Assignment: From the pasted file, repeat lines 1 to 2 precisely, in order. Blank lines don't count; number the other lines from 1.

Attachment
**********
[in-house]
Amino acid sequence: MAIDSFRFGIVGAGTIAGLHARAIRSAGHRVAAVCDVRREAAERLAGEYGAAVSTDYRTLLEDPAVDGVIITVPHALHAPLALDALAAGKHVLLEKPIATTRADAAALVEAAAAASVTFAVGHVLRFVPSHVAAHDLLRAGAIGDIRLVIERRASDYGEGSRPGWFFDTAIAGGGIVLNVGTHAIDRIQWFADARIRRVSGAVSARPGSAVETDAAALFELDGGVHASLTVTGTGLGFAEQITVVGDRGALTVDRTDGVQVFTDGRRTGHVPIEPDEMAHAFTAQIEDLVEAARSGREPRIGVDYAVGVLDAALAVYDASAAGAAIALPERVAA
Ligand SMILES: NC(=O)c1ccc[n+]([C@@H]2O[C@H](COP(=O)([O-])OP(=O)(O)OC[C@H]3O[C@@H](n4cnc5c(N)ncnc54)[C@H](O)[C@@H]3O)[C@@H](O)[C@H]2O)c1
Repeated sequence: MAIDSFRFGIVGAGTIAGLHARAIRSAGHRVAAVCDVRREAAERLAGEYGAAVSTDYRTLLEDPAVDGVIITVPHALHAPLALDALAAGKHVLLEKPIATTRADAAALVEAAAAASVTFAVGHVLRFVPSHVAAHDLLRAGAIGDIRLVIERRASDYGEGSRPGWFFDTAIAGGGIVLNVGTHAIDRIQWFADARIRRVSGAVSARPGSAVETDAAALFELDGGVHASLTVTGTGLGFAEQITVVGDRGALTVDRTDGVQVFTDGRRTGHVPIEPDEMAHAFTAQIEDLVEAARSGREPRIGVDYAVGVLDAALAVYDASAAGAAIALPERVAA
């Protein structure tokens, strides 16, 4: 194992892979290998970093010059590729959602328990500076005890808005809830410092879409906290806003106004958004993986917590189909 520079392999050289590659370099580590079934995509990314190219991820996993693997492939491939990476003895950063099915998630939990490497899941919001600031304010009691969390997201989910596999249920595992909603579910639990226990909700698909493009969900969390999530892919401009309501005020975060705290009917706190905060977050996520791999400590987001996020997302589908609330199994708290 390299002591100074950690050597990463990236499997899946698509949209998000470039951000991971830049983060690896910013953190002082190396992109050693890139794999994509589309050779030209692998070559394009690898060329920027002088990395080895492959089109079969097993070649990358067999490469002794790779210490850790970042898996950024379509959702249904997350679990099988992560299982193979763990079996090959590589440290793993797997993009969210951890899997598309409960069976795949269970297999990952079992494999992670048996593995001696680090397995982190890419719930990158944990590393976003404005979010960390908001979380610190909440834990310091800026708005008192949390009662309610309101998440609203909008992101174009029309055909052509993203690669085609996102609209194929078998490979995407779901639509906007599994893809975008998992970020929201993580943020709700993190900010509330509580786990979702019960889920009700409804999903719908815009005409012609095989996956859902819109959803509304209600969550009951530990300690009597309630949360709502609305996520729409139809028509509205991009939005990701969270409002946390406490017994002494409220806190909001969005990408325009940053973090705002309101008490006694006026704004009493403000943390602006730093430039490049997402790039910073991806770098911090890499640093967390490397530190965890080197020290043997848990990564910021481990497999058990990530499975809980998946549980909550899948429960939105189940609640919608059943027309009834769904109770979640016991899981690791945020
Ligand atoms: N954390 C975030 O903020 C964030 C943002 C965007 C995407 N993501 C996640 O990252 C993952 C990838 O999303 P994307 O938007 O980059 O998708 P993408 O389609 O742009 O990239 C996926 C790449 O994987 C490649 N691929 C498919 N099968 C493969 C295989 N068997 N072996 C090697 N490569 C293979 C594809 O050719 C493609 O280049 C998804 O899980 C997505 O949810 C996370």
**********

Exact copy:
[in-house]
Amino acid sequence: MAIDSFRFGIVGAGTIAGLHARAIRSAGHRVAAVCDVRREAAERLAGEYGAAVSTDYRTLLEDPAVDGVIITVPHALHAPLALDALAAGKHVLLEKPIATTRADAAALVEAAAAASVTFAVGHVLRFVPSHVAAHDLLRAGAIGDIRLVIERRASDYGEGSRPGWFFDTAIAGGGIVLNVGTHAIDRIQWFADARIRRVSGAVSARPGSAVETDAAALFELDGGVHASLTVTGTGLGFAEQITVVGDRGALTVDRTDGVQVFTDGRRTGHVPIEPDEMAHAFTAQIEDLVEAARSGREPRIGVDYAVGVLDAALAVYDASAAGAAIALPERVAA